Hi, I would stay with the reciprocating saw..perhaps improve shock by
wrapping the handle with shock absorbing material and buying a decent
of gloves with shock absorbing properties.
Perhaps a coarser saw blade for speed ?
I think a chain saw for this purpose would be a big headache.
Having said this, I have been using an old electric chain saw and have
amazed at how good it is for this type of thing.
Perhaps divide the wood up and be sure and use the recip saw where
is a greater chance of nails and an electric chain saw on the cleaner
I've just cut up 10 cubic metres of logs for my log burner, and wouldn't
recommend a chain saw at all. I've a large circular saw mounted with
the blade vertical in a frame, with a hinged cradle in front of it. Lay
the log in the cradle, force the cradle against the saw blade using your
thigh, holding the log in place with both hands, the blade rotates
downwards at the front pushing the log into the cradle, the offcut then
falls clear of the cradle. The entire setup, knocked up by a local
blacksmith, cost less than a /decent/ chainsaw and is *much* safer.
Use a chainsaw and after a few cubic metres you *will* get cocky and
overconfident, and that's when accidents happen.
Well how do you get power to your contraption 100 meters down the garden?
The key with anything, from a car, to a chainsaw, is not to get cocky.
When I were a lad. my dad, and ex RAF pilot, taught me cockpit drill.
When I were a cocky lad, I used to get in the car, and think: 'This is a
lethal weapon, to me and to everyone else: Now stop, compose yourself,
and try to stay alive and not kill anyone'
It's more or less automatic these days, but I still feel the same way
about the chainsaw.
My mistake is not feeling the same about the router and the splitting
mauls, both of which nearly did serious damage.
To be honest, attitude is far more important than safety gear IMHO. The
gear will prevent a bad accident from being a lethal one,or a small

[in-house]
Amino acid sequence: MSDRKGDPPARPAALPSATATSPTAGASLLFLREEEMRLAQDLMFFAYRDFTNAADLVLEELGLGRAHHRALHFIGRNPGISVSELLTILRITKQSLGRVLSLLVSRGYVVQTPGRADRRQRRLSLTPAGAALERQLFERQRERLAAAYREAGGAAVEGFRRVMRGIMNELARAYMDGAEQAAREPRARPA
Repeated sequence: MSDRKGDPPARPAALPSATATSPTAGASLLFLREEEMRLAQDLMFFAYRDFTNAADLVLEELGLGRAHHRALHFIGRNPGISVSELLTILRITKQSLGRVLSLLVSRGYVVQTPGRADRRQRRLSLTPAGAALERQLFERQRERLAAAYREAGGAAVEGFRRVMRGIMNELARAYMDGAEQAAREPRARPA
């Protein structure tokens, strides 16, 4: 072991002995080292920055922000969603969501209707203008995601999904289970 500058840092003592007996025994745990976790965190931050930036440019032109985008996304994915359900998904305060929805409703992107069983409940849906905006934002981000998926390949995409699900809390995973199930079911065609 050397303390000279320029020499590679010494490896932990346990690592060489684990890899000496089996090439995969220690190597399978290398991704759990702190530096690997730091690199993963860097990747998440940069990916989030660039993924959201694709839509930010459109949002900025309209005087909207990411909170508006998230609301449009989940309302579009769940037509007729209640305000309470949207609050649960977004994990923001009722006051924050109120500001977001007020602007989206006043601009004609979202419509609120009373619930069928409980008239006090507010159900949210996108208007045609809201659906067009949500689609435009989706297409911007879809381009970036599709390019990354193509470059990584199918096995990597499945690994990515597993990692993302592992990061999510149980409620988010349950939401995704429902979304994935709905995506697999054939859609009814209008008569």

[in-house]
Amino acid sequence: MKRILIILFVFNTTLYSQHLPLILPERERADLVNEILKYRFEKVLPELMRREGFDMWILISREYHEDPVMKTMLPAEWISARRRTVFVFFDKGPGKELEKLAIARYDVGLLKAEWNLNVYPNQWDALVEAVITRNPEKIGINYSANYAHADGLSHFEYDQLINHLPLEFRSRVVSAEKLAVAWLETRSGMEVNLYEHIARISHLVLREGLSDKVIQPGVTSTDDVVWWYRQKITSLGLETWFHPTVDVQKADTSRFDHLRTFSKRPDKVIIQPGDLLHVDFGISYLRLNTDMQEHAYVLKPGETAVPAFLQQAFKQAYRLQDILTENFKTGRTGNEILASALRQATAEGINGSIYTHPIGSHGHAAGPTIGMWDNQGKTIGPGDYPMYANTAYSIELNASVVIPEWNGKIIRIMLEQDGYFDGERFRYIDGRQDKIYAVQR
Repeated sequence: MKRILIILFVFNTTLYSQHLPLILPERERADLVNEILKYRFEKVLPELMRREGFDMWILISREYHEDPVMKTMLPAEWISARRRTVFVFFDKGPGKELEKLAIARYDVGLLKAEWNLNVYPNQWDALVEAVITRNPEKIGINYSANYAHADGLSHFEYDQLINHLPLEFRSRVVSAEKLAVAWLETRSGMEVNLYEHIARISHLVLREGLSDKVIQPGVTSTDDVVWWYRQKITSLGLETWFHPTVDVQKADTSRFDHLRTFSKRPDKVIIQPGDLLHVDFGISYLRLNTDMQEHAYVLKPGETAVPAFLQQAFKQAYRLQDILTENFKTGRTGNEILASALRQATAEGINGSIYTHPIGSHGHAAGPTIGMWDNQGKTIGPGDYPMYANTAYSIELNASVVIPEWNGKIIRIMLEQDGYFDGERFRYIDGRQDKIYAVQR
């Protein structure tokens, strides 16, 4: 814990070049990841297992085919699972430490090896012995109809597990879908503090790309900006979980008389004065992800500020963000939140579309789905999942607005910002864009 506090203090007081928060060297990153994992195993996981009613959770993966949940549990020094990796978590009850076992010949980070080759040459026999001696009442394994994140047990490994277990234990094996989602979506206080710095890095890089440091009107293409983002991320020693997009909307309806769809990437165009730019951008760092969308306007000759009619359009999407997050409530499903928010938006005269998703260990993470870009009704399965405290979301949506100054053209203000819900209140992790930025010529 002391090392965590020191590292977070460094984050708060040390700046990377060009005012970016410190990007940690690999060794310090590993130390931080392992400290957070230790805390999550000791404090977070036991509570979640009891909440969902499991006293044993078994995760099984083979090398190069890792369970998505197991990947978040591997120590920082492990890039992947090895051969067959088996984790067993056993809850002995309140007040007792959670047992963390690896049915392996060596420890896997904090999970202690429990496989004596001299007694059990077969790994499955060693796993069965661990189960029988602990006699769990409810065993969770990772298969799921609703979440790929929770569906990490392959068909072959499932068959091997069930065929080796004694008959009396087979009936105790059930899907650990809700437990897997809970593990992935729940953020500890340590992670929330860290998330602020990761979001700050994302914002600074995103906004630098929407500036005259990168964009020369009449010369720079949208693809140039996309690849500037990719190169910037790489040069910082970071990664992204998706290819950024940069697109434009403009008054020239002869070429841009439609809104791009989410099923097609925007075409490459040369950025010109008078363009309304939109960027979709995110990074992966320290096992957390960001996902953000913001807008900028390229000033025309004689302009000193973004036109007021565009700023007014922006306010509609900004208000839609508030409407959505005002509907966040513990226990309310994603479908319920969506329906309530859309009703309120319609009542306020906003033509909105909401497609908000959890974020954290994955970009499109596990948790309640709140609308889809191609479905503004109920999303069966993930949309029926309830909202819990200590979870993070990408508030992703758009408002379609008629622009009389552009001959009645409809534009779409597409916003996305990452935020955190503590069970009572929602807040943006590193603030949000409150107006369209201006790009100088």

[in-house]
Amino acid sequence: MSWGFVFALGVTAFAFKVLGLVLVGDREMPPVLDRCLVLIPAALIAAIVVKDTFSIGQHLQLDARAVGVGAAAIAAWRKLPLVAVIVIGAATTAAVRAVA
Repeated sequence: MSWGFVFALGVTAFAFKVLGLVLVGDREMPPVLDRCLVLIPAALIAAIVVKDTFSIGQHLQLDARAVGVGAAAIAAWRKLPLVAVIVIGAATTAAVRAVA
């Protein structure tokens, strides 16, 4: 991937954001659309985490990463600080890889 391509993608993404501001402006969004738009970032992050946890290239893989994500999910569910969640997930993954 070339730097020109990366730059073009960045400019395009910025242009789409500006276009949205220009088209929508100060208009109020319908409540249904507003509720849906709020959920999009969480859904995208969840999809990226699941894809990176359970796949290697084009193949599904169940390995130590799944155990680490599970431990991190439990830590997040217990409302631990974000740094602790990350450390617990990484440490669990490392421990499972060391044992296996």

accident from being a serious one, but its the discipline and
concentration and attention to safety that results in no accidents at all.
Like the poster was saying. If the saw isn't in the cut, its on the
brake. Till its automatic.
or when driving..where will I crash this car, if a crash is inevitable
(like two people collide ahead of you)
Its amazing how many filed and soft hedges there are, not to mention verges.
Te only time I get really scared, is boxed in motorway driving, where
the instinct is to open the gaps to such an extent it encourages someone
to fill them. Or in towns, where all the soft options are mortal ;-)
Fortunately thats usually a matter of simply keeping the speed at the
limit. then the crash wont be fatal between you and the other car, so
avoiding action isn't necessary.
Safety, like total quality, is more a state of mind and an approach,
than it is a matter of the gear.
You wouldn't walk around with a loaded gun with the safety catch off,
Its the same with a chainsaw. When not actually about to use, brake on.
When moving around, motor off. Unload that chainsaw!
Thats why a good starting one is preferred. The ones that wont start
'half warm' are utter pains. The temptation is to leave it running, on
the ground somewhere, while you move the cut logs..
Many thanks to all contributors - I have decided that a chainsaw is not the way
to go - by the time I have bought a
decent saw and safety kit it wont make much sense.
Has anyone used an DeWalt Alligator or Bosch Tyrannosaw? Are these viable
alternatives to a chain saw for cutting up
scrap wood? Are they more useful that a standard recip saw?
Thanks - Adam
Adam Lipscombe wrote:
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